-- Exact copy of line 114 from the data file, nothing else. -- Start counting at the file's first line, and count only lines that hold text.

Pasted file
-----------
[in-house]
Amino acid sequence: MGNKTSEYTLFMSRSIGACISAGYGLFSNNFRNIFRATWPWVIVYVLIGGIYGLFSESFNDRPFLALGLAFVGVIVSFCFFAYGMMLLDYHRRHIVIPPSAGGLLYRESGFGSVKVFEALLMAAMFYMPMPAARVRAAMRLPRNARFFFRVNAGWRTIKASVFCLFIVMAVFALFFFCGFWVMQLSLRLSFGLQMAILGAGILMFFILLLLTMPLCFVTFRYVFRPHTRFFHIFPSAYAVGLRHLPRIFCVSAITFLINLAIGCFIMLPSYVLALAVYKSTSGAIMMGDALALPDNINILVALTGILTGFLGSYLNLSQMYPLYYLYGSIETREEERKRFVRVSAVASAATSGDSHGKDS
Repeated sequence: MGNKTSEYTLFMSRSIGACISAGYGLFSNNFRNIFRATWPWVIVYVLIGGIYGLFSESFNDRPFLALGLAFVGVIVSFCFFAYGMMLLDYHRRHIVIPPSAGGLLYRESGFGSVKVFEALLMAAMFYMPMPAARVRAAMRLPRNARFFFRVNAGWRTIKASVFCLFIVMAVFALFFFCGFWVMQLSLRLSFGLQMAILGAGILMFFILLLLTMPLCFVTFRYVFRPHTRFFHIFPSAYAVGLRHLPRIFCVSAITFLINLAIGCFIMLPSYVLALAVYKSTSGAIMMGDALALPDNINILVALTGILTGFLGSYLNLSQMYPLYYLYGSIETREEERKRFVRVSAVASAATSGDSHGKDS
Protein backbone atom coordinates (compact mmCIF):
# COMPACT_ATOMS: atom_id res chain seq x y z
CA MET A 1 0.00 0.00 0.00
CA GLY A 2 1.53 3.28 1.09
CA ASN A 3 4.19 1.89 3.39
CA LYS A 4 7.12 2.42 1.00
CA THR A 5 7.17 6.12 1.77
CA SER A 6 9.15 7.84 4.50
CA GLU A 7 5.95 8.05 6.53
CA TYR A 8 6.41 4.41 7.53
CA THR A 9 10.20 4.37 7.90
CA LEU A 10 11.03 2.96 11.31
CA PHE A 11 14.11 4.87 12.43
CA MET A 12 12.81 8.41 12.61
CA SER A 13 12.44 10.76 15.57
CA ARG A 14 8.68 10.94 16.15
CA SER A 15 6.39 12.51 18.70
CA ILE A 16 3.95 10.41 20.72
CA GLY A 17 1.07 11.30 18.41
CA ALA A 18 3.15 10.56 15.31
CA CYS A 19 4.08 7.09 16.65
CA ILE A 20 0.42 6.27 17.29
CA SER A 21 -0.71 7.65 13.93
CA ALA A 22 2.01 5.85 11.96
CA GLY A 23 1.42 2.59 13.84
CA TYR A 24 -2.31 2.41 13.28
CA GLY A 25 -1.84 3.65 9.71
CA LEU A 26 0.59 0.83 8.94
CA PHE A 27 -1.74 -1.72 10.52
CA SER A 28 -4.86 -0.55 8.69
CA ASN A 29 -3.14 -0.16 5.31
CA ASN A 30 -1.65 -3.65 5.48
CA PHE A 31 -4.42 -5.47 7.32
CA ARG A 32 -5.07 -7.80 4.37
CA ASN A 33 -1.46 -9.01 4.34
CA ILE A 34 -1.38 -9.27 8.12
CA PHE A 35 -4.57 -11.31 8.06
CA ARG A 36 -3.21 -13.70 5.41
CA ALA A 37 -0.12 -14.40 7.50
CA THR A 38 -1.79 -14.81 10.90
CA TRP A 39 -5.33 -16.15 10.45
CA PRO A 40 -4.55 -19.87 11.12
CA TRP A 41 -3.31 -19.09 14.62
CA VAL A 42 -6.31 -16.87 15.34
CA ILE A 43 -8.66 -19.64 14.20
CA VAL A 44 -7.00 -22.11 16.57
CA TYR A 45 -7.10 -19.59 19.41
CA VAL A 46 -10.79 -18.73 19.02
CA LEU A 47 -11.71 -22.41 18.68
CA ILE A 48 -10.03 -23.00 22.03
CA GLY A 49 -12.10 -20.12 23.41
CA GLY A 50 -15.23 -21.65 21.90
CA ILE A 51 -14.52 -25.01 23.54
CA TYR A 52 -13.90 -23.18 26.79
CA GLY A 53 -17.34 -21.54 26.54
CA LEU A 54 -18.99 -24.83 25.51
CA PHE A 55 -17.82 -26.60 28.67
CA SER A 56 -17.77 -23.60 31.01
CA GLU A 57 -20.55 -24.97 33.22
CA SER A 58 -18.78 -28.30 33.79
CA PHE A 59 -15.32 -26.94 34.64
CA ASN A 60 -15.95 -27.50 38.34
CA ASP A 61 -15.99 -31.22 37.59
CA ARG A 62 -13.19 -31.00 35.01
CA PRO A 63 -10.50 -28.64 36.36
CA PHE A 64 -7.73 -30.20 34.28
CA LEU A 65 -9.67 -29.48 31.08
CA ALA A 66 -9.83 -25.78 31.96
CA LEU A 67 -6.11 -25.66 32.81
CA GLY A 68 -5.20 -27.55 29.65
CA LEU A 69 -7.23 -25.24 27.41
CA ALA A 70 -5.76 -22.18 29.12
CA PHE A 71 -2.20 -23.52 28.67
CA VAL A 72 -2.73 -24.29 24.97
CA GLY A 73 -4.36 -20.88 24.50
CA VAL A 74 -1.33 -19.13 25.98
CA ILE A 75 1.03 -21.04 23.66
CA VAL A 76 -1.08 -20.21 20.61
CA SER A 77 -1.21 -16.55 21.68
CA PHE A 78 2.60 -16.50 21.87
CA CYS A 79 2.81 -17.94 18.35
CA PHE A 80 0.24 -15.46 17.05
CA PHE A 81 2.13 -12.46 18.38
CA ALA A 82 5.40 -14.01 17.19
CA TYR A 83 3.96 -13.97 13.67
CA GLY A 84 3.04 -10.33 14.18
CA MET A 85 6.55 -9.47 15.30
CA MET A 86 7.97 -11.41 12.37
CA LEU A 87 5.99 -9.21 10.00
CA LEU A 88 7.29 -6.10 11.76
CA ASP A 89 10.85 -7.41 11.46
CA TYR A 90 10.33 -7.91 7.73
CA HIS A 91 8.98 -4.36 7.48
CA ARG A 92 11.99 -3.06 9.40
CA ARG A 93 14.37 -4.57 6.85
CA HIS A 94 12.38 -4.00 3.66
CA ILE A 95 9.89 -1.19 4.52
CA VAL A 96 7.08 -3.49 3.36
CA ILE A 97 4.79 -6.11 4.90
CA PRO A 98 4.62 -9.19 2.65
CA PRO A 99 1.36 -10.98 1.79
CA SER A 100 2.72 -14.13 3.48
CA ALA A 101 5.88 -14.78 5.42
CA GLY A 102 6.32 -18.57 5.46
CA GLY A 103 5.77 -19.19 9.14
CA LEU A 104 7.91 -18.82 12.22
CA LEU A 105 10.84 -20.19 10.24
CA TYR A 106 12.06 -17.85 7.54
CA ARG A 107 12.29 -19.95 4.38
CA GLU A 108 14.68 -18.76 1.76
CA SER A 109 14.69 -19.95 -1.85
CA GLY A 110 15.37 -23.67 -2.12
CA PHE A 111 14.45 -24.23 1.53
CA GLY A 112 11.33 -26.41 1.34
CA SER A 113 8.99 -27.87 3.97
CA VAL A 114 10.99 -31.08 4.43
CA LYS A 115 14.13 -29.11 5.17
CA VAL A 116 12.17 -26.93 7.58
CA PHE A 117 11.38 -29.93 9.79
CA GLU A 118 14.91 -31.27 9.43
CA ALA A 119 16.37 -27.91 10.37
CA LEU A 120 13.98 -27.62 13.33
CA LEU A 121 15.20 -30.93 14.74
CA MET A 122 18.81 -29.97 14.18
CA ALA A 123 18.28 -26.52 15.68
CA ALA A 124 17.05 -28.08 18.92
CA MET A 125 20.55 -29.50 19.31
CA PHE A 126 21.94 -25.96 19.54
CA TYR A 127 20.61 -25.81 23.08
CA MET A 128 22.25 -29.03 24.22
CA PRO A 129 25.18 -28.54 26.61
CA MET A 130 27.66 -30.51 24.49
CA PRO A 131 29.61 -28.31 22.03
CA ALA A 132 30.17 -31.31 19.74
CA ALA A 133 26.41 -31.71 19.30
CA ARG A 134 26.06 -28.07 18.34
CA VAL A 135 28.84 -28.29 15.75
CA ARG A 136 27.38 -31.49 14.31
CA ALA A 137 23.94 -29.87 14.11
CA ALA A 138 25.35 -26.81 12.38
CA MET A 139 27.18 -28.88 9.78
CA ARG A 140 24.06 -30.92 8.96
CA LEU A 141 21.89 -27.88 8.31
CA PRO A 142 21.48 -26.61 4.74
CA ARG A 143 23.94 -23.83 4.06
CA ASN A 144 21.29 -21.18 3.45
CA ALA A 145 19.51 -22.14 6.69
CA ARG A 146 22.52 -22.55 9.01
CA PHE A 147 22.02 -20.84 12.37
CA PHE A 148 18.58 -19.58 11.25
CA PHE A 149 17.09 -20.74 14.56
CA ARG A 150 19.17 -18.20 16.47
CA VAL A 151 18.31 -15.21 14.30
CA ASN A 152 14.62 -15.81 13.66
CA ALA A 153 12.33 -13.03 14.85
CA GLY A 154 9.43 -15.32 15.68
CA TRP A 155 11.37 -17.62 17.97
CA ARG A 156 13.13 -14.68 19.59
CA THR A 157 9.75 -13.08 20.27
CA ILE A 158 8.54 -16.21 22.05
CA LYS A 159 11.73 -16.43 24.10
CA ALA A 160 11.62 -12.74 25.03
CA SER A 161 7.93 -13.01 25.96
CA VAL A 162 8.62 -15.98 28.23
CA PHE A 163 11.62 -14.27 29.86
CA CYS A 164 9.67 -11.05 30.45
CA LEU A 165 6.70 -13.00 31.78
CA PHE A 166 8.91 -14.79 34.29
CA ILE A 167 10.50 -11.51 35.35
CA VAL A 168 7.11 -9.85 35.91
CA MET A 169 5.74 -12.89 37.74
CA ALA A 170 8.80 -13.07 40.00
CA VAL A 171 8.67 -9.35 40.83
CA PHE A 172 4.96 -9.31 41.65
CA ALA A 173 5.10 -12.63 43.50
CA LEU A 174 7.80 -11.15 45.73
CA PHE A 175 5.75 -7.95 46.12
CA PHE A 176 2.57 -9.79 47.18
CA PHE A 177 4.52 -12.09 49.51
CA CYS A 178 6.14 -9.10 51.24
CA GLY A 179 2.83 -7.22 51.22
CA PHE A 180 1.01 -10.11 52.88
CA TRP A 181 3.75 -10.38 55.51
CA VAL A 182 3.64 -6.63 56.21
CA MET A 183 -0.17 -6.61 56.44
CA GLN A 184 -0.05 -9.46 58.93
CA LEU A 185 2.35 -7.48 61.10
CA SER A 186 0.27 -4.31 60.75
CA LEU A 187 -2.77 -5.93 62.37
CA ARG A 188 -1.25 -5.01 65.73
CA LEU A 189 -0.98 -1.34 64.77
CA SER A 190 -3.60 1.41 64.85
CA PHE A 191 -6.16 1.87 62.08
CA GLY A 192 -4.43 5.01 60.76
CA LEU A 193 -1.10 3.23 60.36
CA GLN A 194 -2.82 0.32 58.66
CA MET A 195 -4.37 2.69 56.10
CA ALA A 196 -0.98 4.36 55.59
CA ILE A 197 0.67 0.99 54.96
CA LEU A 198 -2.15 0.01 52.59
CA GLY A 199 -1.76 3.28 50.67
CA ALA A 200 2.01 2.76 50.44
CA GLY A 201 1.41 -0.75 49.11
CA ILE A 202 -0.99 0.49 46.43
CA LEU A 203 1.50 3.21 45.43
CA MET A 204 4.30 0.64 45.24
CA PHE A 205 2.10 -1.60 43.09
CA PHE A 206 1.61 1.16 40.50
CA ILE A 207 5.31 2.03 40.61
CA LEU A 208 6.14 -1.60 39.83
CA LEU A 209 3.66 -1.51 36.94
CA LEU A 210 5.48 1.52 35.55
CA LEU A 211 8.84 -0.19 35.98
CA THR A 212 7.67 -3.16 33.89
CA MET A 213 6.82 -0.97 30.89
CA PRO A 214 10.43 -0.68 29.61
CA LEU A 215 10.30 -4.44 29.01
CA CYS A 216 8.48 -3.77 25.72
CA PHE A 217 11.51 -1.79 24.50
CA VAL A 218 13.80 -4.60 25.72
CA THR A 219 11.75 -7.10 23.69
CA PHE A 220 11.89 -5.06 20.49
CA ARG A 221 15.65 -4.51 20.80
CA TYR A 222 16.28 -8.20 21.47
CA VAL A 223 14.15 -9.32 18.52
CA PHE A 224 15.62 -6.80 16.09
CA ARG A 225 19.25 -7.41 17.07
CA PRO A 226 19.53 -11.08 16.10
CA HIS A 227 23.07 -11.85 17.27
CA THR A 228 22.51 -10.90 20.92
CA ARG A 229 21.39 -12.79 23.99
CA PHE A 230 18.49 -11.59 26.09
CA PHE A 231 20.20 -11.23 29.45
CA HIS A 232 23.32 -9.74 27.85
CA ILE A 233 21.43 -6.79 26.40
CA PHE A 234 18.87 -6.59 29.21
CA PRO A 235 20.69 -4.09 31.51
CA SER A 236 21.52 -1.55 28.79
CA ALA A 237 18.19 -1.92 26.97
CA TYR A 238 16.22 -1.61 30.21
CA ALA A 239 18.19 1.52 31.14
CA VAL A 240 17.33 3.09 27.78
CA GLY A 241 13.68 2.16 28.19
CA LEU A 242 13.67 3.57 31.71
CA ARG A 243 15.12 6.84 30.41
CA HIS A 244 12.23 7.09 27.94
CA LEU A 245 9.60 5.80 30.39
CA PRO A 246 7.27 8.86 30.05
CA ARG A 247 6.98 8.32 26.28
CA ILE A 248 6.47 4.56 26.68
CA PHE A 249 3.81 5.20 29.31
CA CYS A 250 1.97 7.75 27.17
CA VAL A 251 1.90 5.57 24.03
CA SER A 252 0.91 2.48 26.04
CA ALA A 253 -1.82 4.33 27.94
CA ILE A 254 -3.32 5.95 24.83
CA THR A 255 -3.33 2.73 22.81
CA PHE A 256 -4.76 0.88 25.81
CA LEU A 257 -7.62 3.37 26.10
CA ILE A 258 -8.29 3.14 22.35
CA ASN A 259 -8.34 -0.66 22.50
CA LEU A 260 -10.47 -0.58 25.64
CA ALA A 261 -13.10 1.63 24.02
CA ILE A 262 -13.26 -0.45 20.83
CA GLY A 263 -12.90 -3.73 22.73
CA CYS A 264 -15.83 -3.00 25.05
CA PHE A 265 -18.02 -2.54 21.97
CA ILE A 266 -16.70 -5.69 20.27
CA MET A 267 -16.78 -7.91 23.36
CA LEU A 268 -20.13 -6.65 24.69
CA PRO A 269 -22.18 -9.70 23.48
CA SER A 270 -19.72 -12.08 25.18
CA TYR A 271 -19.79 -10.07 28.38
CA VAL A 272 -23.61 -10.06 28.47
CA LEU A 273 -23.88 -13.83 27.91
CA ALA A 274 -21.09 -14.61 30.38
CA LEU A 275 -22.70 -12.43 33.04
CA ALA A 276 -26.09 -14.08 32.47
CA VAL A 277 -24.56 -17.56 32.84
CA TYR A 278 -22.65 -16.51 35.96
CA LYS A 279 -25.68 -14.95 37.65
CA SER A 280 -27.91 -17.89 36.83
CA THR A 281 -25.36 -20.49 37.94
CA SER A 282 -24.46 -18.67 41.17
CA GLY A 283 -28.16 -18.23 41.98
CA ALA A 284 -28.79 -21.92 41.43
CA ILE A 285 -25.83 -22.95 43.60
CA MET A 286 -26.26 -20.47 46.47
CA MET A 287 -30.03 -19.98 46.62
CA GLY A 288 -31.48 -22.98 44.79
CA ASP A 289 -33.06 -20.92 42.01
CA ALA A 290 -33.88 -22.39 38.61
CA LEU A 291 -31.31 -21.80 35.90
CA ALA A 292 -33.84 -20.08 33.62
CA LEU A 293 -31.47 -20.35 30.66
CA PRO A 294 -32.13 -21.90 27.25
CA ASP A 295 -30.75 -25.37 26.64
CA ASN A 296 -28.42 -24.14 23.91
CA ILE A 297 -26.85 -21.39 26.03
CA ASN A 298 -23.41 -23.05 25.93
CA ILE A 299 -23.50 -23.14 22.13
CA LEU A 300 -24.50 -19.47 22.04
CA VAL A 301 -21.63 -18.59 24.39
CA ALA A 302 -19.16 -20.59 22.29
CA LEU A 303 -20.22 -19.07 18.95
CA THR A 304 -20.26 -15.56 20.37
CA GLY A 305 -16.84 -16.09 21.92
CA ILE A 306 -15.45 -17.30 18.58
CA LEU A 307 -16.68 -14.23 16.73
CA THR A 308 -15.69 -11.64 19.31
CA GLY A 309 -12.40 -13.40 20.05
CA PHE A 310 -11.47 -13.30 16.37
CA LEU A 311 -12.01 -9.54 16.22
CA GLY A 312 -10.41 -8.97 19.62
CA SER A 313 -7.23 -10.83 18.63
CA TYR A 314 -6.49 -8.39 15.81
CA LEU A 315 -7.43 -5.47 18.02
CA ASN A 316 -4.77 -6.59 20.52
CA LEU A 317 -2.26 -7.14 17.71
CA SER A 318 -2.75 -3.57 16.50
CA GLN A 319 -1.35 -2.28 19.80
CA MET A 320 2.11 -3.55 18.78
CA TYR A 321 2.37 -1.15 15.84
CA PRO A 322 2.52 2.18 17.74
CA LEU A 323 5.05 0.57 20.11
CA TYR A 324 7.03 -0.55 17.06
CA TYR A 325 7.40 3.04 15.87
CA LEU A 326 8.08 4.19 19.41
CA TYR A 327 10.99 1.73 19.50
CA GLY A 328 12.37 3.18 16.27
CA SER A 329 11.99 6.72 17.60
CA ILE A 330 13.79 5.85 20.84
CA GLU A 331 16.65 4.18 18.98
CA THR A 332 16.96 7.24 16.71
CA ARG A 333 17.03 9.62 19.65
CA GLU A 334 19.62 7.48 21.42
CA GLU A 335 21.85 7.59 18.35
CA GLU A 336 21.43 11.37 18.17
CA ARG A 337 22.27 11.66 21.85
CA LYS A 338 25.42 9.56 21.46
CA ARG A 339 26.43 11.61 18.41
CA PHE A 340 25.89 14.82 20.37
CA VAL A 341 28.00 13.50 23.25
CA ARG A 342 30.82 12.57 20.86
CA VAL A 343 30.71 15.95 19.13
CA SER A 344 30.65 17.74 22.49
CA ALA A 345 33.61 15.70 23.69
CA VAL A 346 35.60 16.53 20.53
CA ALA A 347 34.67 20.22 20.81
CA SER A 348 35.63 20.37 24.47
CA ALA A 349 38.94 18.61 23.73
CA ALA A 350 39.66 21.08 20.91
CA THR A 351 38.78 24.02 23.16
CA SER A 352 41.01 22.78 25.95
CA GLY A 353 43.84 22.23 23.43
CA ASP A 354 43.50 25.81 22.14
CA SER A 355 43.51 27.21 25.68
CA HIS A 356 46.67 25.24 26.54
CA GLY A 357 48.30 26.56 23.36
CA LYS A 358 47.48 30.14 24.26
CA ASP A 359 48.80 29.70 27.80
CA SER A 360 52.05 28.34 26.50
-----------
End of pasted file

CA SER A 109 14.69 -19.95 -1.85